Amy: Exactly. Dealing with that unknown and with these factors outside of your control, battling the weather constantly, it’s almost biblical.

Hallie: This episode is part of a larger series that we’re doing where we’re trying to talk about local food and what it means and I actually don’t know that much about your background professionally. How did you get into the farmer’s market and local food space?

Amy: I sort of fell sideways into this. This is not maybe where I thought my professional career was going to go. I studied neuroscience in school.

Hallie: Oh, wow.

[Laughter].

Amy: Maybe not a linear trajectory, but I moved to Austin in 2010 from the Northeast. I’m from New York and went to school in Boston. My partner and I moved down here and I started volunteering first at Springdale Farm and then at Johnson’s Backyard Garden. Just a shift for exchange of free, fresh, local delicious vegetables and I really liked it. I picked up a part time job helping out at the farmer’s markets on the weekends and then ended up quitting my full time job in healthcare and helping to run the farmer’s markets department at JBG, so I was there for about four years. I went to California briefly to work on a farm and found myself back here and Sustainable Food Center was hiring. I took the job helping to run the downtown market.

Hallie: That is very interesting.

[Laughter].

Hallie: But I feel like I hear a lot of people who come to the local food scene are kind of more I guess like values based eating area in one of those less linear paths I guess.

It seems like it’s something that really just draws people in and if you believe in it and if you’re into it, then you just have to end up there.

Amy: I’m a pretty emotional person and I have always been better at working at something I really care about and I sort of figured this is the thing that I really care about.

Hallie: That thing being like farmer’s markets specifically?

Amy: Yeah, farmer’s markets are definitely a tangible hands on sort of product that I really thrived in, but I always thought I would be a therapist or doing something to help people individually. When I came to farmer’s markets and just thinking about this connection people have with food and how that can heal both people on a one on one basis and communities and maybe a society to be a dreamer. For a second, I thought this is maybe having more of an impact. People coming together around food, people physically handing food over to one another, seeing how things are grown, eating food that is nutritionally dense and really healthy. All of these things sort of wrapped up and clicked in my mind of this is where I need to be. I need to be helping this process.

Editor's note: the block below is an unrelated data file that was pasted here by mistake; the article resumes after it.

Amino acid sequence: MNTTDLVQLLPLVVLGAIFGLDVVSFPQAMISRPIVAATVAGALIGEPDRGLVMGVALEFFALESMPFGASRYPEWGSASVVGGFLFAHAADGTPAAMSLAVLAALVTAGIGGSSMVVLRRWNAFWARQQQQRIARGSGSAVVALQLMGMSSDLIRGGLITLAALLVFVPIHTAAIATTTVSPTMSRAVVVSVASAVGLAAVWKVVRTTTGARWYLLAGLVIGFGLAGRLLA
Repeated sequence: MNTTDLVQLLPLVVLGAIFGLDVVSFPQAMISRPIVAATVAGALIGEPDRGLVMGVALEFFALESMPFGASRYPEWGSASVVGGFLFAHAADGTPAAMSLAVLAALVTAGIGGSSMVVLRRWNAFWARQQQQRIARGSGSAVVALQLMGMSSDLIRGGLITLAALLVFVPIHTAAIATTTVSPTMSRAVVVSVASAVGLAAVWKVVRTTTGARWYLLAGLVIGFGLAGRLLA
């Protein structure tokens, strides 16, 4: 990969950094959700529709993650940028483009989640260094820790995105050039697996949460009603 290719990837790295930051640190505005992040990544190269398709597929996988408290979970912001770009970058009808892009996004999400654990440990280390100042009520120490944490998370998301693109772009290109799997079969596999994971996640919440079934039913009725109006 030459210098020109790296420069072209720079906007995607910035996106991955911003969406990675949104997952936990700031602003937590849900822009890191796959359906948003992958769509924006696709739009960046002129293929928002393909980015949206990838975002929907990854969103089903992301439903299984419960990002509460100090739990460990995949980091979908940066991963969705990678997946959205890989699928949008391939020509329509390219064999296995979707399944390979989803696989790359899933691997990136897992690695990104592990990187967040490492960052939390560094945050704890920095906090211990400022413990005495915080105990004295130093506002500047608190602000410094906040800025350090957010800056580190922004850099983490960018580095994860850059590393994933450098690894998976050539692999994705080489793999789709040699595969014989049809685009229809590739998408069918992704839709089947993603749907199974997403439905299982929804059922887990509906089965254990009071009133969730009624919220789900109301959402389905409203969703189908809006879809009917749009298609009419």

Hallie: Wow. In this series, we’re hoping to talk to an urban farmer and we’re hoping to talk to someone higher up who’s doing more like institutional buying, focused on value chains, but I would love to hear your thoughts on where farmer’s markets fit into that and what role they serve both to farmers and to consumers. I know it’s kind of a big question.

Amy: We can dive right in. Where do farmer’s markets fit? Farmer’s markets maybe traditionally, and I’m not exactly studied in this, despite how long I’ve been working with farmer’s markets, we are a way where farmers could sell off sort of excess food. This wasn’t people’s first or only outlet. A lot of people would have their farm growing corn or soy or doing whatever they needed to do and then have their personal garden for their own home use and then come to market with excess stuff. I think it’s always filled sort of that role in a community where you can get a lot of very things, where you can sort of get to know your farmers, where there’s this breakdown of the urban rural divide. Then now I think farmer’s markets fill definitely a different role. A lot of people maybe think markets are a little pretentious or inaccessible or expensive or just some fun thing you do on the weekend and not necessarily your main outlet for groceries. I think maybe a little bit of that perception is breaking down now during this pandemic. Farmer’s markets have been at least in our city and stayed open since the beginning and people have really been coming to market to stock up, to get their groceries, to come to a place where they know is safe. That there’s a high level of trust, where they know the farmers, where they know that they’re going to be supporting local people to feed their families and stay healthy through everything. I don’t know if I actually answered your question.